Collaboration, communication, and coordination are the keys to successfully working with all of your health care providers. This only possible when patient-physician communication is open, honest, and as often as needed.
When communication between a doctor and a patient breaks down the outcomes for the patient are not as good. If for any reason you are not comfortable talking with your doctor and your health providers, please find someone that you trust to help you. The rest of this section helps you understand and speak with your doctors and health care providers.
Communicating and Working with Your Doctor
Communicating with your doctors and health providers is a cornerstone of good health. This requires learning and using basic communication skills, including; preparation, asking questions, listening to answers, answering questions honestly and directly, and taking enough time to think about what you want. Unfortunately, talking with your doctor is not always easy. It takes time and effort on your part as well as your doctor. If either person does not do their part the communication may break down.
Find the Right Primary Doctor First
Get started by trying to find a primary doctor who you are comfortable with. Your primary doctor should get to know you, and what your health is normally like. Your doctor should help you make decisions that suit your values and lifestyle, and keep in touch with other medical specialists and health care providers when you need them.
Tip: We know that one of the biggest problems is that primary care doctors have a very limited time to gain a deep understanding of each patient. Today, if you want to get the best care you must help your primary doctor by notifying him/her when you have appointments with other health care professionals, and when you are considering taking any other action to treat or care for yourself.
If you don’t have a primary doctor or you are not at ease with the one you currently see, you want to find a new doctor. Under any circumstances it is worthwhile to spend time finding a primary doctor who you trust and feel comfortable with.
Primary care doctors frequently are family practitioners, internists, or geriatricians. A geriatrician is a doctor who specializes in older people. Family practitioners and internists may also have a lot of experience with older patients. In most cases, a primary doctor should be your main health care provider in non-emergency situations. Your primary doctor’s role is to:
- Provide preventive care and teach healthy lifestyle choices.
- Identify and treat common medical conditions.
- Assess the urgency of your medical problems and direct you to the best place for that care.
- Make referrals to medical specialists when necessary.
Primary care is usually provided in an outpatient setting. However, if you are admitted to the hospital, your primary physician may assist in or direct your care, depending on the circumstances. Having a primary care provider can give you a trusting, ongoing relationship with one medical professional over time. You can choose from several different types of primary doctors.
Tip: Be extra careful if you are admitted to a hospital with an emergency. You are likely to be treated by doctors and healthcare professionals who know very little about you, and may not be in your insurance network.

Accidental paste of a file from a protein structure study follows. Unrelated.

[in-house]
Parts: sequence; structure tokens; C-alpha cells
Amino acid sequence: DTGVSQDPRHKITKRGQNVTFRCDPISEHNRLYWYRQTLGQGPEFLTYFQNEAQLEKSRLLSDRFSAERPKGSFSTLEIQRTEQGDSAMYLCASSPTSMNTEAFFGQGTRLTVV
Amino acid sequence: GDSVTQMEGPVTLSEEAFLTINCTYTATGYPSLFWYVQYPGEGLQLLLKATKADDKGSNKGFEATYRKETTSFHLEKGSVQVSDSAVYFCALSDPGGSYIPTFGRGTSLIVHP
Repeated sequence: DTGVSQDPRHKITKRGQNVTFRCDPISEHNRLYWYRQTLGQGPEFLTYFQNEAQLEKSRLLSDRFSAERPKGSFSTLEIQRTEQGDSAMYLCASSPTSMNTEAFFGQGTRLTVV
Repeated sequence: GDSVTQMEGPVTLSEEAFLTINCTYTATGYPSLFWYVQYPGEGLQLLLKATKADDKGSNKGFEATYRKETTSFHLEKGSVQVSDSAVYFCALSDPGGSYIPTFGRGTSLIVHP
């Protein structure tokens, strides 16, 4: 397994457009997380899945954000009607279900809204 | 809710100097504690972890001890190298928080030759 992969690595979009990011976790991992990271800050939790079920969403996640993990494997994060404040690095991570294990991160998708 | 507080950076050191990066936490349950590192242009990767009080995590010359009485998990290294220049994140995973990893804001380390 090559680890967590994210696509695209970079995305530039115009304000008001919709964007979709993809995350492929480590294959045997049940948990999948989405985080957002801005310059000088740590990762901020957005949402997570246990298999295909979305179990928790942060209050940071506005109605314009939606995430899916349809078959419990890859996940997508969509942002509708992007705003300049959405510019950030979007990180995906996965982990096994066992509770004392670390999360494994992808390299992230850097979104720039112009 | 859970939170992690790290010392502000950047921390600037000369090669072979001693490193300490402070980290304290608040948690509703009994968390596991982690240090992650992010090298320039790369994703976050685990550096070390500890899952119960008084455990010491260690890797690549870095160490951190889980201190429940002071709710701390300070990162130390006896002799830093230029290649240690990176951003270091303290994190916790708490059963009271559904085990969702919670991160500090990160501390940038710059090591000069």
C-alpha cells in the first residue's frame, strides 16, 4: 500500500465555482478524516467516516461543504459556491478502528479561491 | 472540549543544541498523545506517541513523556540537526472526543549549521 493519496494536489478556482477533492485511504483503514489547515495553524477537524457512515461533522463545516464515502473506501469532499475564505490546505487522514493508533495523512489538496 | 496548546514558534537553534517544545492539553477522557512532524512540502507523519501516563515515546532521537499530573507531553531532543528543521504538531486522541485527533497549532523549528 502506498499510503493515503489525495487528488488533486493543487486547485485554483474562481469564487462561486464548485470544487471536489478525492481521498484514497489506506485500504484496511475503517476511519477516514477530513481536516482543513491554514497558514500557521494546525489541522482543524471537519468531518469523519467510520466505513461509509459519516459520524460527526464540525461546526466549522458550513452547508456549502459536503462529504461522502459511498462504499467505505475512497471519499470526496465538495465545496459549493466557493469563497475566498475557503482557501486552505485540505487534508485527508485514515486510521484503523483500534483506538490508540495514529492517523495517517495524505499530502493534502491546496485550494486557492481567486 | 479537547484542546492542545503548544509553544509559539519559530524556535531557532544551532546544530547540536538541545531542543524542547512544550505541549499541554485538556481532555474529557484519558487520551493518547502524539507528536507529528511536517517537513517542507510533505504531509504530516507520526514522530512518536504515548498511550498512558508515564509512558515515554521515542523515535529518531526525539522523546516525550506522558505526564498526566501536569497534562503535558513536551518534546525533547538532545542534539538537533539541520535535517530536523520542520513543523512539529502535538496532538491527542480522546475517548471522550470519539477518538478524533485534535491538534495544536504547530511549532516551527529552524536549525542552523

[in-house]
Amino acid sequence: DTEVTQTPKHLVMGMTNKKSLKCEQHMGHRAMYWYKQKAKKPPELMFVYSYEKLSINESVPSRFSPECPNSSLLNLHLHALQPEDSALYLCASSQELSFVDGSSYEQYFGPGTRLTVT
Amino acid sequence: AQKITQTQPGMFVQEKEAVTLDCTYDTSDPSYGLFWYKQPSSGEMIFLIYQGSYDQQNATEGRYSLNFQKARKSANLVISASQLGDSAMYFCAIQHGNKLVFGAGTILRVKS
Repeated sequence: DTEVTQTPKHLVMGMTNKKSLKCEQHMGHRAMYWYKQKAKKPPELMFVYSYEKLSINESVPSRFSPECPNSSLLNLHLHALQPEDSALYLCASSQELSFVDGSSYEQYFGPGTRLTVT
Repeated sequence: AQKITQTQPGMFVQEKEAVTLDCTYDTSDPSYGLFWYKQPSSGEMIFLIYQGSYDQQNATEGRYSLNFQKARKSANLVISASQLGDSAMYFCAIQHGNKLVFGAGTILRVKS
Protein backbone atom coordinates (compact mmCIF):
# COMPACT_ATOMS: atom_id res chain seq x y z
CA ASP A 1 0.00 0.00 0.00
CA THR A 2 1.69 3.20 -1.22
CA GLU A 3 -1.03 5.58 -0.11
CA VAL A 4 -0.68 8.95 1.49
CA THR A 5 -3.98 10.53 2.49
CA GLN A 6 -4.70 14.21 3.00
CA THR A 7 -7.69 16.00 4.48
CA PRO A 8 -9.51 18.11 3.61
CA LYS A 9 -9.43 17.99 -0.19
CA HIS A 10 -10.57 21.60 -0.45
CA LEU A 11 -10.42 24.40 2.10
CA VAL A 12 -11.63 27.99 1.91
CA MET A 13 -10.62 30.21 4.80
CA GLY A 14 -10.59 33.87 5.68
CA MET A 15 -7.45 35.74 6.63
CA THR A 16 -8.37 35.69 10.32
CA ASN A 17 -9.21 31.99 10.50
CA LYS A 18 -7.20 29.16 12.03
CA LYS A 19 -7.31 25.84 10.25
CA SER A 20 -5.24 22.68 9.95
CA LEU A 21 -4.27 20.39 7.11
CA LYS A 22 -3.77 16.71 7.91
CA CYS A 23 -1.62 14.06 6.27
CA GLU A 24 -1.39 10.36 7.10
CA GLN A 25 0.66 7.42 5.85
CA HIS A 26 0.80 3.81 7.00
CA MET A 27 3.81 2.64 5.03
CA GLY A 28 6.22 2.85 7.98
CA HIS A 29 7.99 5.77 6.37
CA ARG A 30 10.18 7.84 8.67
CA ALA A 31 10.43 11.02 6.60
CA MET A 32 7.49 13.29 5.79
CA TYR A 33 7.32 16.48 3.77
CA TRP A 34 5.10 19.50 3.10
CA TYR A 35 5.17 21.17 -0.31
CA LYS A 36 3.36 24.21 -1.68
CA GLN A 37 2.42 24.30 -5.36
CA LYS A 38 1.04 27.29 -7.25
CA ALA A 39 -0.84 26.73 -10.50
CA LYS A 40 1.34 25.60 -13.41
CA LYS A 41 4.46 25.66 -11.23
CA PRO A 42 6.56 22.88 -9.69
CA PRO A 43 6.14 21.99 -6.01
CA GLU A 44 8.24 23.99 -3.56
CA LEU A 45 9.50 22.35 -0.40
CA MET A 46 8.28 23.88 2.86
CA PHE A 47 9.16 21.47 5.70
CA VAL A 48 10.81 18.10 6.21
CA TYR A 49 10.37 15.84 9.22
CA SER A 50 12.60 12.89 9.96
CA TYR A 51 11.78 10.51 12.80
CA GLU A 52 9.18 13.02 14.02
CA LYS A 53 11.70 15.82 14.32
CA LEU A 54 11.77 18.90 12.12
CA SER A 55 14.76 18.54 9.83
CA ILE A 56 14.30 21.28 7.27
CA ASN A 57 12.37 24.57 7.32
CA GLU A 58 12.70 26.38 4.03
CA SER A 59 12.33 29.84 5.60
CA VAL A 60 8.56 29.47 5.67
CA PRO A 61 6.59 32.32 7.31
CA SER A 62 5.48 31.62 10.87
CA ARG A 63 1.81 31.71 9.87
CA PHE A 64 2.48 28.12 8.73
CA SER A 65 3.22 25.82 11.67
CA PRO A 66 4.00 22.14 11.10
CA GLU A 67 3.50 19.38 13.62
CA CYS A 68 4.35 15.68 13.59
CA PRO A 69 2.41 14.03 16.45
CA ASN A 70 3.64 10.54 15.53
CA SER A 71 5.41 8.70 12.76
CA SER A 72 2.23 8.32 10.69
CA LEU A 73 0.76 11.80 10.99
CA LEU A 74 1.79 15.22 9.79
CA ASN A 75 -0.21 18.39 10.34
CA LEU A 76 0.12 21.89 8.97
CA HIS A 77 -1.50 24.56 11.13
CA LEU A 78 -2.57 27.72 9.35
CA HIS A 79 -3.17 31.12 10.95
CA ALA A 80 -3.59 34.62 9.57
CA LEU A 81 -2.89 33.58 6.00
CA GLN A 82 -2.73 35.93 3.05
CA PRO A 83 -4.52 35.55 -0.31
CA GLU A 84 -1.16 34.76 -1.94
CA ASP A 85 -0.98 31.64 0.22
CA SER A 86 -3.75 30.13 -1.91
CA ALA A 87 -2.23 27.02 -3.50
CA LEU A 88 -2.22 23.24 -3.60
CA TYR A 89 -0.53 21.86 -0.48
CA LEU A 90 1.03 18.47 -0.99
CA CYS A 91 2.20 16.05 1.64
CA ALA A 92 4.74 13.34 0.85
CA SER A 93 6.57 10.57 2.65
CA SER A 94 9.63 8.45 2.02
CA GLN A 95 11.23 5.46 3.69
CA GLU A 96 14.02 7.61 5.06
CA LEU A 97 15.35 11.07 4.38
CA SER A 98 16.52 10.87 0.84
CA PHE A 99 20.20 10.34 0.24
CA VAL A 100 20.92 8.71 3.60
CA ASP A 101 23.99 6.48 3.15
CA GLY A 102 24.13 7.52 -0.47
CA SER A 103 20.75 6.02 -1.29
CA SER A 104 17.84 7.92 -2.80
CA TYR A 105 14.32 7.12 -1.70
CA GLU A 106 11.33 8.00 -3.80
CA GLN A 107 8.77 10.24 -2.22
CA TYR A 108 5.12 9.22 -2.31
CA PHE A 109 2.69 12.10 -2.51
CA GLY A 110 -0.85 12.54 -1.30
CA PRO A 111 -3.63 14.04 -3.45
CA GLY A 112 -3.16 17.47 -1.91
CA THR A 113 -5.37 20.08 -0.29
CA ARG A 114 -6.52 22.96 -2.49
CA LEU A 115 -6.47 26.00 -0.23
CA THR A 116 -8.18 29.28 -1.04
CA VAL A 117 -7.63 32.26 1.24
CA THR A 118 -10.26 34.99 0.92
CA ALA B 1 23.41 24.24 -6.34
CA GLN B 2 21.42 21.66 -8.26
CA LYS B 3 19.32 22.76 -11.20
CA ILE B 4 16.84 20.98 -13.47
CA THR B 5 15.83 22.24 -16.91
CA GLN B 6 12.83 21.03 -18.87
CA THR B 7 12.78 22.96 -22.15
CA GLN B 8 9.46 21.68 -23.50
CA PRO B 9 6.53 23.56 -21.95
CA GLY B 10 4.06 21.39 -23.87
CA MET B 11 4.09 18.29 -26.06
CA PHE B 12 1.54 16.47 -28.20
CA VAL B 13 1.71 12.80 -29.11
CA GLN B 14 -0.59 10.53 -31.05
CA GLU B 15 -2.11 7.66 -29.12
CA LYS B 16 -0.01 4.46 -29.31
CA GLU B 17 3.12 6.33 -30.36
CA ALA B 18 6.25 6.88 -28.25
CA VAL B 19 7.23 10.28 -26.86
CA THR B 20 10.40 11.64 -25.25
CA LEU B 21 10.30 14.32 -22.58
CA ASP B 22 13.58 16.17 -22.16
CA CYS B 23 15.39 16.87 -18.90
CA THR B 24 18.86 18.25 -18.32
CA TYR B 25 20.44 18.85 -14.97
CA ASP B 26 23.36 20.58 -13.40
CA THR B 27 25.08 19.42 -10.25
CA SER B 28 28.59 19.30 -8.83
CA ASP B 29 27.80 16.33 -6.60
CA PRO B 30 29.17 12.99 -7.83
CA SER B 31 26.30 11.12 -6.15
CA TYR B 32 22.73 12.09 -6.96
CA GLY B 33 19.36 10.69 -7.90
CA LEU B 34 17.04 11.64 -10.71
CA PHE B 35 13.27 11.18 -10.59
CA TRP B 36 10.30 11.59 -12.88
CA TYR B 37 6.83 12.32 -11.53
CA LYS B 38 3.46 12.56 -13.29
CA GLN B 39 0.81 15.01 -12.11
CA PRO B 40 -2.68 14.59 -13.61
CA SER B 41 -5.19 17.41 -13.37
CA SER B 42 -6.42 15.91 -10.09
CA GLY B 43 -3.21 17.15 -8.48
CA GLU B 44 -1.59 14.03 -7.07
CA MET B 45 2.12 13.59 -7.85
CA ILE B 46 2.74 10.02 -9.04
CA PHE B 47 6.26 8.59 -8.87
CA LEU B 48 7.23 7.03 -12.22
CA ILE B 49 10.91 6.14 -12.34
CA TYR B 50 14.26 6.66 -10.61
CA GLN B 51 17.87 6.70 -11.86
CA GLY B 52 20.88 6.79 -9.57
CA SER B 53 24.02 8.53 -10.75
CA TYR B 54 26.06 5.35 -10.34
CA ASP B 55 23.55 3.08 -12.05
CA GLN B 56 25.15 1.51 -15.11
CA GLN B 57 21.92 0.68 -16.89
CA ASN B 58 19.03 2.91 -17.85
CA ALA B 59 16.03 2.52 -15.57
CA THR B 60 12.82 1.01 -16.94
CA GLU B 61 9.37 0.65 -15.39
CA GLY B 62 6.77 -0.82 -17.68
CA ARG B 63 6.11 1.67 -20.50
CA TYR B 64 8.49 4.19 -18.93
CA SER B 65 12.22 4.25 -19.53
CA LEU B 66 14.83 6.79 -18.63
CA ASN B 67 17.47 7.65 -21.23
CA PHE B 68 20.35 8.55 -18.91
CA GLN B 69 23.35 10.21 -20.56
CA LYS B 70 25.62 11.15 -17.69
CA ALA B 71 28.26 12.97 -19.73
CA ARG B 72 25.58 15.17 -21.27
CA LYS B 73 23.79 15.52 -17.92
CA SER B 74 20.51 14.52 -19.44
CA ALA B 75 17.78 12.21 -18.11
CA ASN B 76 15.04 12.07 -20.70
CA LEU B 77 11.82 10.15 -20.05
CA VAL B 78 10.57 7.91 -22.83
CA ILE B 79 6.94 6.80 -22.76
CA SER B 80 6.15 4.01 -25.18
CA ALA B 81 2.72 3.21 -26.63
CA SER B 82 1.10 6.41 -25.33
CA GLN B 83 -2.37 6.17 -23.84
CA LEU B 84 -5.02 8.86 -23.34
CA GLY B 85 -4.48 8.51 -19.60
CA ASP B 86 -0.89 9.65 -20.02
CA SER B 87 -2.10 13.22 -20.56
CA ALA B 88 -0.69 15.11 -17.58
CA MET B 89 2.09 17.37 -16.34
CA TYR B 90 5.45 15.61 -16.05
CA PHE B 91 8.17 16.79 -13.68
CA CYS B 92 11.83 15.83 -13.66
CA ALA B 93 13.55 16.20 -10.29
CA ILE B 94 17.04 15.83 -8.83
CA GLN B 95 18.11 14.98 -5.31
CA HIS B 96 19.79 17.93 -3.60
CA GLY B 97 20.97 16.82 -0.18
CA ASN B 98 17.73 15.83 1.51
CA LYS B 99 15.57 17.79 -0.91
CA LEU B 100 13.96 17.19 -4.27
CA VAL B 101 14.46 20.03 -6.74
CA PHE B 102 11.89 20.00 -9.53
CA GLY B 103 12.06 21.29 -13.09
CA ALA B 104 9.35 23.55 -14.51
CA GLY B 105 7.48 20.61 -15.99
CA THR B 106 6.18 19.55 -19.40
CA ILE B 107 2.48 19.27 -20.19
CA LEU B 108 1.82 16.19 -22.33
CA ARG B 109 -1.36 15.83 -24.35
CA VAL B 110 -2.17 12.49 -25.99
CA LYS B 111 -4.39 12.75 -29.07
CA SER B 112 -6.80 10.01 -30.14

Types of Primary Care Clinicians
Family Practitioners are doctors who have completed a family practice residency and are Board Certified or board eligible for the specialty. The scope of their practice includes children and adults of all ages, and it may include obstetrics and minor surgery.
Pediatricians are doctors who have completed a pediatric residency and are Board Certified or board eligible in this specialty. The scope of their practice includes the care of newborns, infants, children, and adolescents.
Internists are doctors who have completed a residency in internal medicine and are Board Certified or board eligible in this specialty. The scope of their practice includes the care of adults of all ages for many different medical problems.
Obstetricians / Gynecologists are doctors who have completed a residency and are Board Certified or board eligible in this specialty. They often serve as a primary doctor for women, particularly those of childbearing age.
Nurse Practitioners (NPs) and Physician Assistants (PAs) are practitioners who go through a different training and certification process than doctors. They are often referred to as “physician extenders.” They may be your key contact in some practices. All PAs and NPs consult with physicians.
Many insurance plans limit the providers you can choose from or they provide financial incentives for you to select from a specific list of providers. Make sure you know what your insurance covers before starting to narrow down your options. Decide what qualities you are looking for in a doctor.
A good first step is to make a list of qualities that matter to you. Do you care if your doctor is a man or a woman? Is it important that your doctor has evening office hours, is associated with a specific hospital or medical center, or speaks your language? Do you prefer a doctor who has an individual practice, or one who is part of a group? After you have made your list, go back over it, and decide which qualities are the most important and which are nice, but not essential.
Once you have a general sense of what you’re looking for, ask friends, relatives, medical specialists, and other health professionals for the names of doctors with whom they have had good experiences. Rather than just getting a name, ask about the person’s experiences. For example: say, “What do you like about Dr. Smith?” and “Does this doctor take time to answer questions?” A doctor whose name comes up often may be a strong possibility.
If you have health insurance make sure you find out if the doctor you would like to use accepts your insurance, and if they are in your insurance provider network. If the doctor you choose is not in your insurance provider network you are likely to pay extra if you choose to choose them. Most managed care plans will provide information on their doctors’ backgrounds and credentials. Some plans have web sites with lists of participating doctors from which you can choose.